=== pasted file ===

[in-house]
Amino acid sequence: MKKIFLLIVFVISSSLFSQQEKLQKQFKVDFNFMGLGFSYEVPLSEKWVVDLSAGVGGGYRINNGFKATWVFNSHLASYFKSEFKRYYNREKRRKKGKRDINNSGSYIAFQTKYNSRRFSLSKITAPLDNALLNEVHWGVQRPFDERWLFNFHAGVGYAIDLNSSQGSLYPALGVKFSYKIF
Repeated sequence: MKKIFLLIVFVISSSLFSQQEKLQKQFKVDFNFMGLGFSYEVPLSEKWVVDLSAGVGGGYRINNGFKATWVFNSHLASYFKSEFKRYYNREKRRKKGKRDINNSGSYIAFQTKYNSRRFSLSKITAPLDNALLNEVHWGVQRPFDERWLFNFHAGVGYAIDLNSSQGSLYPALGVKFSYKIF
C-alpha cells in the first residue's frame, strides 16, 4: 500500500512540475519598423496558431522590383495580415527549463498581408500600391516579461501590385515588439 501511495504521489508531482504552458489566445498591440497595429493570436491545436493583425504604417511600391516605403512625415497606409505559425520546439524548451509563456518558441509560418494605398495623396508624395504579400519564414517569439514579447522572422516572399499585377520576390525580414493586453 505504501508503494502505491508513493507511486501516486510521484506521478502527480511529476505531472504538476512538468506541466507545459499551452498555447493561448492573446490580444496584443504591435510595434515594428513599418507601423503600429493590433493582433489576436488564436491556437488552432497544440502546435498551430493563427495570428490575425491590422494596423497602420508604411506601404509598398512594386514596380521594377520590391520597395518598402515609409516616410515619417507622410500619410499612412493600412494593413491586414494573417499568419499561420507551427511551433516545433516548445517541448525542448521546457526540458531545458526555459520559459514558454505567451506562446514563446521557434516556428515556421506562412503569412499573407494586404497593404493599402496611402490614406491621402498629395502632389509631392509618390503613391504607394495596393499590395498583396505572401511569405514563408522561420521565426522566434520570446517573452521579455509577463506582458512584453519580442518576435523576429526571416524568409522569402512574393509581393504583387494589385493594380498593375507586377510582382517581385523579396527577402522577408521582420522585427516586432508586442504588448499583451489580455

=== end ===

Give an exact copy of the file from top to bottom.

[in-house]
Amino acid sequence: MKKIFLLIVFVISSSLFSQQEKLQKQFKVDFNFMGLGFSYEVPLSEKWVVDLSAGVGGGYRINNGFKATWVFNSHLASYFKSEFKRYYNREKRRKKGKRDINNSGSYIAFQTKYNSRRFSLSKITAPLDNALLNEVHWGVQRPFDERWLFNFHAGVGYAIDLNSSQGSLYPALGVKFSYKIF
Repeated sequence: MKKIFLLIVFVISSSLFSQQEKLQKQFKVDFNFMGLGFSYEVPLSEKWVVDLSAGVGGGYRINNGFKATWVFNSHLASYFKSEFKRYYNREKRRKKGKRDINNSGSYIAFQTKYNSRRFSLSKITAPLDNALLNEVHWGVQRPFDERWLFNFHAGVGYAIDLNSSQGSLYPALGVKFSYKIF
C-alpha cells in the first residue's frame, strides 16, 4: 500500500512540475519598423496558431522590383495580415527549463498581408500600391516579461501590385515588439 501511495504521489508531482504552458489566445498591440497595429493570436491545436493583425504604417511600391516605403512625415497606409505559425520546439524548451509563456518558441509560418494605398495623396508624395504579400519564414517569439514579447522572422516572399499585377520576390525580414493586453 505504501508503494502505491508513493507511486501516486510521484506521478502527480511529476505531472504538476512538468506541466507545459499551452498555447493561448492573446490580444496584443504591435510595434515594428513599418507601423503600429493590433493582433489576436488564436491556437488552432497544440502546435498551430493563427495570428490575425491590422494596423497602420508604411506601404509598398512594386514596380521594377520590391520597395518598402515609409516616410515619417507622410500619410499612412493600412494593413491586414494573417499568419499561420507551427511551433516545433516548445517541448525542448521546457526540458531545458526555459520559459514558454505567451506562446514563446521557434516556428515556421506562412503569412499573407494586404497593404493599402496611402490614406491621402498629395502632389509631392509618390503613391504607394495596393499590395498583396505572401511569405514563408522561420521565426522566434520570446517573452521579455509577463506582458512584453519580442518576435523576429526571416524568409522569402512574393509581393504583387494589385493594380498593375507586377510582382517581385523579396527577402522577408521582420522585427516586432508586442504588448499583451489580455